HOUSTON - The University of Texas MD Anderson Cancer Center remains the leading hospital in the nation for cancer care for the fourth year straight, according to the annual "Best Hospitals" survey published by U.S. News & World Report.
This is the seventh time in the last nine years that MD Anderson has ranked number one in the annual listing. Since the survey began in 1990, the institution has been ranked one of the top two cancer hospitals in the United States.
Five subspecialties at MD Anderson also were singled out for high rankings, including ear, nose and throat (6); urology (10); gynecology (11) and gastroenterology (19). MD Anderson's ranking in diabetes and endocrinology jumped to number 21 this year, up from 41 last year and unranked the year before.
In a separate survey of pediatric hospitals, published by U.S. News & World Report last month, MD Anderson Children's Cancer Hospital was ranked 12th in the nation.
"We are proud to be ranked again as the top cancer center - an honor that reflects the expertise and accomplishments of our outstanding physicians, researchers, nurses, staff and volunteers, all focused on reducing the burdens of cancer for patients here and everywhere," said John Mendelsohn, M.D., president of MD Anderson. "The last decade of cancer research has yielded real benefit for patients worldwide, with declining death rates and improving five-year survival rates. To hasten our progress, the need for collaboration among the fine cancer programs recognized by U.S. News & World Report is greater than ever, and we must broaden our cooperation internationally and with government, industry and patients."
A Year's Progress
In the past year, MD Anderson has treated a record number of patients - expected to number more than 100,000 persons by September 1 - and advanced vital research fueled by new state and federal funding resources and an institutional capital campaign.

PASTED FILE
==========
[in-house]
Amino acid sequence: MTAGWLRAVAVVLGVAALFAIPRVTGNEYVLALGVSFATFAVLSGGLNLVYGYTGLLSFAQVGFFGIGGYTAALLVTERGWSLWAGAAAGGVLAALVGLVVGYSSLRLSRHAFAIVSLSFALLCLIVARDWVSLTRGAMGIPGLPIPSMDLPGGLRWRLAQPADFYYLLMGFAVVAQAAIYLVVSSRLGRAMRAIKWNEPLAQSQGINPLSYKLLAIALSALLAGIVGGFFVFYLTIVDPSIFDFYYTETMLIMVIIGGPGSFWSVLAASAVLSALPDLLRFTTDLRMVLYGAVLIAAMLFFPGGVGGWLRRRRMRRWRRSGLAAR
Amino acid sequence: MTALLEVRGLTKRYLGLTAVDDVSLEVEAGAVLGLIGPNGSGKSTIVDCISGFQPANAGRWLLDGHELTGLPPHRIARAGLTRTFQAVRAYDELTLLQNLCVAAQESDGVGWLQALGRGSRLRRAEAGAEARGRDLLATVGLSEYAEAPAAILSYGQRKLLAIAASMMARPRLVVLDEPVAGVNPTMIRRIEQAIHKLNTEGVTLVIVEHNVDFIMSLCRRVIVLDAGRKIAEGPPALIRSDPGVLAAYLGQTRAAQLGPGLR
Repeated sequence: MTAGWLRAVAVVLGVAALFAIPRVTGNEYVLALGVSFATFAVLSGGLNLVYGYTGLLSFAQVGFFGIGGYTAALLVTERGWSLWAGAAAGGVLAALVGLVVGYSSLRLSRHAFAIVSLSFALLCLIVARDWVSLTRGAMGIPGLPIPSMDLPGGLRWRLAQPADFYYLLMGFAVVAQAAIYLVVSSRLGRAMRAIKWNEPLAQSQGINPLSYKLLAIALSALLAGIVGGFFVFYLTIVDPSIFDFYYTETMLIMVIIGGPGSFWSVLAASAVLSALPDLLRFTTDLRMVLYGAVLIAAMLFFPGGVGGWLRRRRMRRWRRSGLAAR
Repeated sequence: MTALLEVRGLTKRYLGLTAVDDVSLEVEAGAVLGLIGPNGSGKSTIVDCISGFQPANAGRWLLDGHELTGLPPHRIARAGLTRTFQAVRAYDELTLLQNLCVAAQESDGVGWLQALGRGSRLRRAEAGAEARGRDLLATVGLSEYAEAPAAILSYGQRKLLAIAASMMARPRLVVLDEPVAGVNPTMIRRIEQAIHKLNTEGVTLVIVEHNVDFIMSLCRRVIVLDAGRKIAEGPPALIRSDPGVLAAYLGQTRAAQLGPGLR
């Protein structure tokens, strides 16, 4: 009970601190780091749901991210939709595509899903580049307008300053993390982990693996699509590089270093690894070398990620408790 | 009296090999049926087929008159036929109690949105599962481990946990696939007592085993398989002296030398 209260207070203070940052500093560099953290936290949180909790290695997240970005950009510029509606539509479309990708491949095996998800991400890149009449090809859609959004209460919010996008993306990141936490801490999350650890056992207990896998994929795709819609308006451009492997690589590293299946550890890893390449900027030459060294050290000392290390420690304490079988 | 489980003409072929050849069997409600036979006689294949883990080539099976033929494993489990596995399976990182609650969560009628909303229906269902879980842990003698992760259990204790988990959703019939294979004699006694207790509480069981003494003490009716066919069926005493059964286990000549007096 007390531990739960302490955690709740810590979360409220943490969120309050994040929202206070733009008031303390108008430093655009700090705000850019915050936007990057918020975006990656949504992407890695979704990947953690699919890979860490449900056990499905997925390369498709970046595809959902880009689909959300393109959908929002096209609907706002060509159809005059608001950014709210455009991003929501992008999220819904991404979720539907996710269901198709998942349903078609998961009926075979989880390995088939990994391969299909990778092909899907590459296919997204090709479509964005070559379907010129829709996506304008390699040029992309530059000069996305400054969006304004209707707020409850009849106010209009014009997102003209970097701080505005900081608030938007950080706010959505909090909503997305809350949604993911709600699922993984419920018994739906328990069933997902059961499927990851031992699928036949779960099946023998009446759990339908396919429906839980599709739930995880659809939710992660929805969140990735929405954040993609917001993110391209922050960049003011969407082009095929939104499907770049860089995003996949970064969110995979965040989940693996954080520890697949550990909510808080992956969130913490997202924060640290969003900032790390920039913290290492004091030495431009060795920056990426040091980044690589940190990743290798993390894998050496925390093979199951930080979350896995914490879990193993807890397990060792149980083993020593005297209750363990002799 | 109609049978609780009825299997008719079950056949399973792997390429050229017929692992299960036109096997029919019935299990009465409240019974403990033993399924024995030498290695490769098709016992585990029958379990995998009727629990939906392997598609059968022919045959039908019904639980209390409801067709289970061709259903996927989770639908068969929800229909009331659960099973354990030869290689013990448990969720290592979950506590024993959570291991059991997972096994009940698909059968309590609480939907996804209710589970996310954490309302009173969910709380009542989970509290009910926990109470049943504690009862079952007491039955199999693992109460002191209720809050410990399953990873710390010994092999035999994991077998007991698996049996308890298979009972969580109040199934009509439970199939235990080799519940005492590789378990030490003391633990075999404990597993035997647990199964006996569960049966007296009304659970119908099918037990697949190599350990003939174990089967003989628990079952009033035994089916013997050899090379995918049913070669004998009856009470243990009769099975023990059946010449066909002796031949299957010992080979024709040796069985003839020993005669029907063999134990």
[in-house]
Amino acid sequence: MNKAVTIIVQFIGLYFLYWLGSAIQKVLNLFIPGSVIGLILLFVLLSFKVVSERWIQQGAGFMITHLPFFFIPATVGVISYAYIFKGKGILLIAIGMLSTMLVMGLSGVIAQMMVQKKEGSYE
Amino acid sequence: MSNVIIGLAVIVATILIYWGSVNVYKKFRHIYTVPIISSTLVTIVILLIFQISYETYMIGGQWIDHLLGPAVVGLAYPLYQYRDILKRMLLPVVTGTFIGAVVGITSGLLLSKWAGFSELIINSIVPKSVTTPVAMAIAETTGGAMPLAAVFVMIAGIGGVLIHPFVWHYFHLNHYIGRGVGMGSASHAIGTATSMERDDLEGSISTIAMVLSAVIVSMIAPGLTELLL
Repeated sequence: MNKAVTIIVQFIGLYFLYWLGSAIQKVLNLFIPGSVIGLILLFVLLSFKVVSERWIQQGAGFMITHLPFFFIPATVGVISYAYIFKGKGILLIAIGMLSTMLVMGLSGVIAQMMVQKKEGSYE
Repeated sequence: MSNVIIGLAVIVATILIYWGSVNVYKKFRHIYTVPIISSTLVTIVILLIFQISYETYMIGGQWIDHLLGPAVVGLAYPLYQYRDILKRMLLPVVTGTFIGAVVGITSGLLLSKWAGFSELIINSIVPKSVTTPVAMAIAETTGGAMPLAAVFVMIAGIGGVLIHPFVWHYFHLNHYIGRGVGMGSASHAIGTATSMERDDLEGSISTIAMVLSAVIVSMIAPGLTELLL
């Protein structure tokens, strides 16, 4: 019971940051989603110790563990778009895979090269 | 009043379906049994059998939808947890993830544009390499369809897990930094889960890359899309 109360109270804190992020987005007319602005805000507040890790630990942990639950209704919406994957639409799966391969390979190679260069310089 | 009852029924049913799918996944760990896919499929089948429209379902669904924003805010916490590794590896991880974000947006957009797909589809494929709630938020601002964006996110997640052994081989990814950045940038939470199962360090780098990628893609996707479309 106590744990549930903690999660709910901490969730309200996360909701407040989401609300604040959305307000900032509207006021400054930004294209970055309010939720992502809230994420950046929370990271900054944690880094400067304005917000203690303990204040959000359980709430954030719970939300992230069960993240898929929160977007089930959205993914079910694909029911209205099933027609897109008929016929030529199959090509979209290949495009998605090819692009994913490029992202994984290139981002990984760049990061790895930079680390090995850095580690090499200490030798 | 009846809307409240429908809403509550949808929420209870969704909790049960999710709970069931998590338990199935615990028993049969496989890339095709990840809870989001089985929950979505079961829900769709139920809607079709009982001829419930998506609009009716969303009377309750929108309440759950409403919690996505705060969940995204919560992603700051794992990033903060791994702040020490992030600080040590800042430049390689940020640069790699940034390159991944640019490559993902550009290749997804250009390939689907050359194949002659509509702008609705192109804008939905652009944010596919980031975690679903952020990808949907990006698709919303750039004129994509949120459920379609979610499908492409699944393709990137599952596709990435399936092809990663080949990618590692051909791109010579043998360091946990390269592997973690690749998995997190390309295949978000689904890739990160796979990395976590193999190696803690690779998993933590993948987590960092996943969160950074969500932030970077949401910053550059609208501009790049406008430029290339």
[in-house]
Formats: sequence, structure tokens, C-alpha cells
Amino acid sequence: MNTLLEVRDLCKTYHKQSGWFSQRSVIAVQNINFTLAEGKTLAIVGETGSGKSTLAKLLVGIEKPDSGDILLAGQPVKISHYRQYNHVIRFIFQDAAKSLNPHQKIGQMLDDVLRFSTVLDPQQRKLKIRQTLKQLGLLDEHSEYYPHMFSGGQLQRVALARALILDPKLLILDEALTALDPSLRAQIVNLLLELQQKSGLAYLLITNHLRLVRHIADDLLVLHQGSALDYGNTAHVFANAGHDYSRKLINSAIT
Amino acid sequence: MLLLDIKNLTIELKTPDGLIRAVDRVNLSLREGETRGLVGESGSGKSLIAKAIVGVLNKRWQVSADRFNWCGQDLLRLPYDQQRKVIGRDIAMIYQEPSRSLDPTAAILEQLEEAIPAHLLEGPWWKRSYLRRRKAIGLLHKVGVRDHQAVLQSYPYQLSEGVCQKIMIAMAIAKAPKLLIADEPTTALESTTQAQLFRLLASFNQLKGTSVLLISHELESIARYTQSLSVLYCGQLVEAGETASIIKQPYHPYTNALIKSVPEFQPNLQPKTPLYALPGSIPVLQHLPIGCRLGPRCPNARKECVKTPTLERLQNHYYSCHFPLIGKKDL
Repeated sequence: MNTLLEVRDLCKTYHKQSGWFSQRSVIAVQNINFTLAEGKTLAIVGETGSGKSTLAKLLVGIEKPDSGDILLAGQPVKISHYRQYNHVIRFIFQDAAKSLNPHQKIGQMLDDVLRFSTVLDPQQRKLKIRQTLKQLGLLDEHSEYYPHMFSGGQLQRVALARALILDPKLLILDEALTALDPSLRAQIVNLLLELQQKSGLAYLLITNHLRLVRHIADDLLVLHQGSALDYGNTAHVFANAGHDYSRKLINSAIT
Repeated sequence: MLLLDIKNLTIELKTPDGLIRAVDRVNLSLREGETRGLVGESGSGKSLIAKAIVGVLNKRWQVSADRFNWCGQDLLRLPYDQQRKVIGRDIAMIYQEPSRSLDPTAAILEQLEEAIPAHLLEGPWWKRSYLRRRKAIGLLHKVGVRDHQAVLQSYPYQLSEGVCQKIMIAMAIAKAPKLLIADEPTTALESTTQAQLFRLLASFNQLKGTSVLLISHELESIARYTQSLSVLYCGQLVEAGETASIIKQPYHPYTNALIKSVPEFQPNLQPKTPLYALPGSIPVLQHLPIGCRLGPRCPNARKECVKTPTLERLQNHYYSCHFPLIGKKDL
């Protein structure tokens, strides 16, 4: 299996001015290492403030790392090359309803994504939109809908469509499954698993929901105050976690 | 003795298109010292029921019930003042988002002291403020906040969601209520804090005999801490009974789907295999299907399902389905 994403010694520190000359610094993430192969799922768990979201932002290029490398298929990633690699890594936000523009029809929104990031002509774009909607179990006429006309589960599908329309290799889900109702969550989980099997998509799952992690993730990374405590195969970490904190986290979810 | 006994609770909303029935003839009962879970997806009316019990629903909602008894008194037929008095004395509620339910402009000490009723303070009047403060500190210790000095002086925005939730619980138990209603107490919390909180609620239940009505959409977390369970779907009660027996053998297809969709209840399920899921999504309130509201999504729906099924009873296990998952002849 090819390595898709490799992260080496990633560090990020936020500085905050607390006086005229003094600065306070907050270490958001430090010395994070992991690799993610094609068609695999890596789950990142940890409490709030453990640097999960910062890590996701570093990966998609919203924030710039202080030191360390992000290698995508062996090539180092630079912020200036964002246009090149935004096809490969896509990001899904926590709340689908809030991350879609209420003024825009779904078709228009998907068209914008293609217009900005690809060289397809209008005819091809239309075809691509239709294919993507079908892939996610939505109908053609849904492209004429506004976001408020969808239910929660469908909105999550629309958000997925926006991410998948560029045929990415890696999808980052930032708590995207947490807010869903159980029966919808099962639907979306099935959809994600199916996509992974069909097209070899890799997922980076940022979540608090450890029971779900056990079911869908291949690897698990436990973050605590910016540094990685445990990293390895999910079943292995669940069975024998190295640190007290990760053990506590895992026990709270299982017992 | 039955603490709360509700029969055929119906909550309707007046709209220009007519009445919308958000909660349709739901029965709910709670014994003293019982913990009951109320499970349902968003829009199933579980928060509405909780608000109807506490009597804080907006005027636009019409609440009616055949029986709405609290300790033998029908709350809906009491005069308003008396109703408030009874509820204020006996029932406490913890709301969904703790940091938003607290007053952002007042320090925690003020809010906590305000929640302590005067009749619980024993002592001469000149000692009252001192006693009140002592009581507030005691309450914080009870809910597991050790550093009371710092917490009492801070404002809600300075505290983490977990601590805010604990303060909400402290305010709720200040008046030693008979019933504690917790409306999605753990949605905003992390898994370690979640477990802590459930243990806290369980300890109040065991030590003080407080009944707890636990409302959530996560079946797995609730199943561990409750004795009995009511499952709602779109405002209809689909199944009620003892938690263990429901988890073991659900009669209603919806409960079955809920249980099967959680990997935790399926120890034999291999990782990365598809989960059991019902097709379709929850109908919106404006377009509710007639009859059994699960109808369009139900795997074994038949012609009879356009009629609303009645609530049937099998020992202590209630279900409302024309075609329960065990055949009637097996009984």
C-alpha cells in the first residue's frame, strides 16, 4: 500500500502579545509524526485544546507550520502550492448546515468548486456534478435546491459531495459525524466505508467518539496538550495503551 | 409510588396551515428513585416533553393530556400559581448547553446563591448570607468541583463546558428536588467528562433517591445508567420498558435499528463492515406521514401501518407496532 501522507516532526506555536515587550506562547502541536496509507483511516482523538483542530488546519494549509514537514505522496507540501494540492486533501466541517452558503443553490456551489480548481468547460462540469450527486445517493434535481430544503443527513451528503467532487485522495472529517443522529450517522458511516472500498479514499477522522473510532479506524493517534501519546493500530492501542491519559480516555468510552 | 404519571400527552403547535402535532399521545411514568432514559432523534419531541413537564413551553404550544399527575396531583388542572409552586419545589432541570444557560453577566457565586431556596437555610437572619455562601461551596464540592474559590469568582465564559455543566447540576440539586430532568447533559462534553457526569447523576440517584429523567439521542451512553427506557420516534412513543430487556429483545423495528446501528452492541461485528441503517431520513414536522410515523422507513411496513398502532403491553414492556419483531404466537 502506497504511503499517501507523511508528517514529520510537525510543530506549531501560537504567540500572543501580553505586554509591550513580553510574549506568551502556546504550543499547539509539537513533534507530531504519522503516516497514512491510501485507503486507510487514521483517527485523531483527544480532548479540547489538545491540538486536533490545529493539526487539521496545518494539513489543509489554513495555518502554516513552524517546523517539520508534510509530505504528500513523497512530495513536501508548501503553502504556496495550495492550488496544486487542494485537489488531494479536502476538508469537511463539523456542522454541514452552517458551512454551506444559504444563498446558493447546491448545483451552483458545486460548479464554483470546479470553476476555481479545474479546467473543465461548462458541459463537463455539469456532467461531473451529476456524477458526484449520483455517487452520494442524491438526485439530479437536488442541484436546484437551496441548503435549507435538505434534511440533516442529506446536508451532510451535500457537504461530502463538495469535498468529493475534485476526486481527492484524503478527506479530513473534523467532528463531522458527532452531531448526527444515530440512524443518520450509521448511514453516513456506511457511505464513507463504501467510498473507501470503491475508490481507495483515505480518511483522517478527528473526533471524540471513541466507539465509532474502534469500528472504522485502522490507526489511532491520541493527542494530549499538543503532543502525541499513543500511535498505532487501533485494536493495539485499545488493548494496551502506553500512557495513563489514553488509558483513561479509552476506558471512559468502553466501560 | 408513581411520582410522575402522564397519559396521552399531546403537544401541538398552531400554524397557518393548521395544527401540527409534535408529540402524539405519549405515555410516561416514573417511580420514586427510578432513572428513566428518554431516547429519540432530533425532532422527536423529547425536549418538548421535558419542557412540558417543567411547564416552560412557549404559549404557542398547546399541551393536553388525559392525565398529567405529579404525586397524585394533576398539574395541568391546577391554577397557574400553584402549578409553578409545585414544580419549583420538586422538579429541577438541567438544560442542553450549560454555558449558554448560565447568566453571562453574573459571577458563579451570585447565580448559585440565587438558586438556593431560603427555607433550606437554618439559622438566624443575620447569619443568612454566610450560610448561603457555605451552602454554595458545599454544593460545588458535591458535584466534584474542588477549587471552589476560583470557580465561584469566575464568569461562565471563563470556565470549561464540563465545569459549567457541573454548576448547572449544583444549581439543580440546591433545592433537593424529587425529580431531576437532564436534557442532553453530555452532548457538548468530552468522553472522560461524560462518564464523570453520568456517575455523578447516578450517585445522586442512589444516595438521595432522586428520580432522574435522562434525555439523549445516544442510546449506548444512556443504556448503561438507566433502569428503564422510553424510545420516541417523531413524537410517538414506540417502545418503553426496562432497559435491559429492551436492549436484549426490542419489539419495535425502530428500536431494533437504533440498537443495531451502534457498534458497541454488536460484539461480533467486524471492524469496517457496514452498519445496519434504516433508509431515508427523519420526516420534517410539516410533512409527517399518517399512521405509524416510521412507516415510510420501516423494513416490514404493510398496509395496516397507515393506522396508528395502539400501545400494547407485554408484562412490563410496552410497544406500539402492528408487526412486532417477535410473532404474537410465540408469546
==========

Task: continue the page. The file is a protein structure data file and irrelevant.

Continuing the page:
In April, researchers from MD Anderson reported the results of the first lung cancer clinical trial that guided targeted therapies to patients based on genetic and molecular signatures and used an innovative statistical model that may enable future trials to require smaller numbers of patients who are more likely to benefit. Known as BATTLE (Biomarker-integrated Approaches of Targeted Therapy for Lung Cancer Elimination), the research matched four drugs to specific biomarkers in a group of patients with advanced lung cancer to determine which drug would be most effective against each individual's tumor.
MD Anderson has many clinical and basic research projects in the areas of personalized medicine and prevention that contribute to a growing body of knowledge at the institution and beyond.
MD Anderson received funding from two new government sources this year, adding to its cancer research program that is now valued at more than $500 million. MD Anderson was awarded $53.8 million over two years through the American Recovery and Reinvestment Act, also known as federal stimulus funds, and $29 million from the state's innovative new Cancer Prevention and Research Institute of Texas (CPRIT), which now is the second-largest funding source for cancer in the nation.
Philanthropy remains critical to igniting the research efforts that keep MD Anderson at the forefront of making progress over cancer. In early 2010, the institution announced the public phase of its most ambitious campaign named, "Making Cancer History: The Campaign to Transform Cancer Care," with a goal of $1 billion. The campaign is raising funds for research initiatives that are driven by virtual "institutes" for cancer prevention and risk assessment; basic science; translational research; personalized therapy; and care quality, safety and effectiveness. Already, the campaign has raised $834.6 million.
New Look for a New Year
"Making Cancer History" continues to capture MD Anderson's mission to eliminate cancer, and the tagline was introduced graphically in May as the institution's new logo. The new mark boldly puts a red strike through the word "cancer," clearly stating MD Anderson's commitment, vision and hope for a future free from cancer.
MD Anderson employs more than 17,000 people and has a volunteer corps of 1,300 people. More than 96,000 patients were served last year, with one-third of them new patients. Late in 2010, MD Anderson will begin opening an additional 12 floors atop its Alkek Hospital, adding more than 300 inpatient beds to the current complement of 500 beds.
|Contact: Julie A. Penne|
University of Texas M. D. Anderson Cancer Center